Guilin, 2017: China Hosts Country’s First International Symposium on Global Health Law

By Yi Zhang (Eva), University of Groningen Faculty of Law, PhD Candidate, yi.zhang@rug.nl

In order to further promote the level of global health governance and encourage research in global health law, the 2017 International Symposium on Global Health Law was held in Guilin city, China from July 2nd to July 3rd, 2017. The organizer of the symposium was Central South University, China. The symposium was hosted jointly by the Institute of Medical and Health Law of Central South University, the O’Neill Institute for National & Global Health Law of Georgetown University, and the Global Health Law Research Centre of the University of Groningen (GHLG).

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The theme of this symposium was “Global medical health and relevant legal issues”. Altogether, over 80 academic papers were accepted, and more than 80 experts from all over the world from colleges, universities, research institutes, and law practice departments attended the symposium and shared a comprehensive discussion on the abovementioned theme. The experts were from Central South University, China; Georgetown University, US; Groningen University, the Netherlands; Yale University, US; Harvard University, US; Temple University, US; Hokkaido University, Japan; Taiwan University, China; Tsinghua University, China; and Peking University, China.

The Director of the Office of International Cooperation and Exchange, Yi Bai, stated in his address that 2017 was an important year to carry out the theme of National Health and Wellness and to carry through the “13th five-year plan” of deepening the health care system reform in China. He also emphasized that it is the key year to construct the basic framework of a proper functioning medical and health care system and to accomplish staged tasks of reforming the pharmaceutical and health care system in China. It can be predicted that holding the first International Symposium on Global Health Law would promote the development of global health law research in China.

Throughout the symposium, expertise were shared on global health issues including discussions on disease prevention and treatment, global health governance,  international law and human rights in health protection, and national policy approaches to health-related issues such as drunk-driving, tobacco, health insurance, and access to medicines.

In their academic summary, Central South University Xiangya School of Public Health Professor Guoqing Hu said of the symposium that it was, on one hand, a real interdisciplinary crossing had been realised at the symposium with each paper having its own special value; on the other hand, through taking advantage of every subject and international communication, new challenges and problems home and abroad had been explored.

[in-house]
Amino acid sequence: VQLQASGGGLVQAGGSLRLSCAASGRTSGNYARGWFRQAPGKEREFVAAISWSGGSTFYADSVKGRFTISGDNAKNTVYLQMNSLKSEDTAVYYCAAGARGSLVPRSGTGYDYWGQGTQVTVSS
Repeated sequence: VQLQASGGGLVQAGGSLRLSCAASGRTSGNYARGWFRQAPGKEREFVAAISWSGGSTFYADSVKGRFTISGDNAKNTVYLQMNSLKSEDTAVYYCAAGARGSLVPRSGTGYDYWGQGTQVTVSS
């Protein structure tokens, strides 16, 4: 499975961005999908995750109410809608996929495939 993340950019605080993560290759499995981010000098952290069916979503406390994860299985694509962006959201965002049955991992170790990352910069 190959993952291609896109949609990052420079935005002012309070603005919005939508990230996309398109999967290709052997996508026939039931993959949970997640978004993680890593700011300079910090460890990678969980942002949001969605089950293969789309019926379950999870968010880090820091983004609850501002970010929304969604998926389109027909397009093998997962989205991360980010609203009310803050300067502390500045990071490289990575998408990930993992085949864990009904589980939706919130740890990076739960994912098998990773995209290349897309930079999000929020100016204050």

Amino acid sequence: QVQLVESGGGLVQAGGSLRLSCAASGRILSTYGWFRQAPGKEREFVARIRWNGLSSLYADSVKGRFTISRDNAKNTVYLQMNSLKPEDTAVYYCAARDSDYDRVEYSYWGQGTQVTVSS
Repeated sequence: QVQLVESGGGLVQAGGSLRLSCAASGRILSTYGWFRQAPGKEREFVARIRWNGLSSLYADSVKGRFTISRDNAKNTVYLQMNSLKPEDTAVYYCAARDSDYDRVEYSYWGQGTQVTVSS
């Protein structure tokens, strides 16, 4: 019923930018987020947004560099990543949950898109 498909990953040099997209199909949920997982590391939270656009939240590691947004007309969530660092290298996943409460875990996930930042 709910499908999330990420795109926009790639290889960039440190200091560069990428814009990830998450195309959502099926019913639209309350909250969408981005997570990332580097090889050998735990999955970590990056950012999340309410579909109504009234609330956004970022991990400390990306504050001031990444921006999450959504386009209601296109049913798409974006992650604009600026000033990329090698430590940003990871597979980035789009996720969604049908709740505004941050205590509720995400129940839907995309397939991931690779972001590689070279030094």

At noon on July 3rd, 2017, after a day and a half of heated discussion, the closing ceremony was held. University of Groningen Prof Brigit Toebes hereby functioned as the host. In her speech, she praised the huge success of the symposium, and she took great pleasure in seeing that many famous scholars from different countries were invited to attend the symposium and that over 80 professors assembled at the symposium to have an in-depth discussion of global health law issues. She was inspired by the speeches of each individual expert, and accordingly made a wonderful comment on the symposium with ten questions to share with the delegates and to cast light for the future global health law research,:

(1) What is global health law; what are its scope and implications?

(2) What are the roles and positions of human rights, ethics, governance, and other related disciplines in global health law?

(3) What are the implications of global health law for domestic health care settings?

(4) What can we learn from other countries when it comes to ‘good practice’ in domestic health laws?

(5) How can we measure the effectiveness of health laws in a transdisciplinary manner?

(6) How do we balance care and prevention?

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(7) How can health insurance best be organized and what can we learn from countries like Japan, Taiwan, and the Netherlands: public, private, or a mix?

(8) Against the backdrop of an aging population, the rising cost of medicines and care, and the increase in non-communicable diseases, how can costs be reduced whilst maintaining equality in access to care?

(9) How may overconsumption of medical services be reduced?

(10) How can health lifestyles be encouraged, while e paying due attention to the autonomy, privacy, and self-determination of individuals?

Finally, Prof Yunliang Chen delivered a closing speech, and he concluded that a great power must participate in global health governance and the research on global health law was a major demand for China. He also wished the participants would strengthen global health law research to promote global health governance in China.

For the full report, click here.

 

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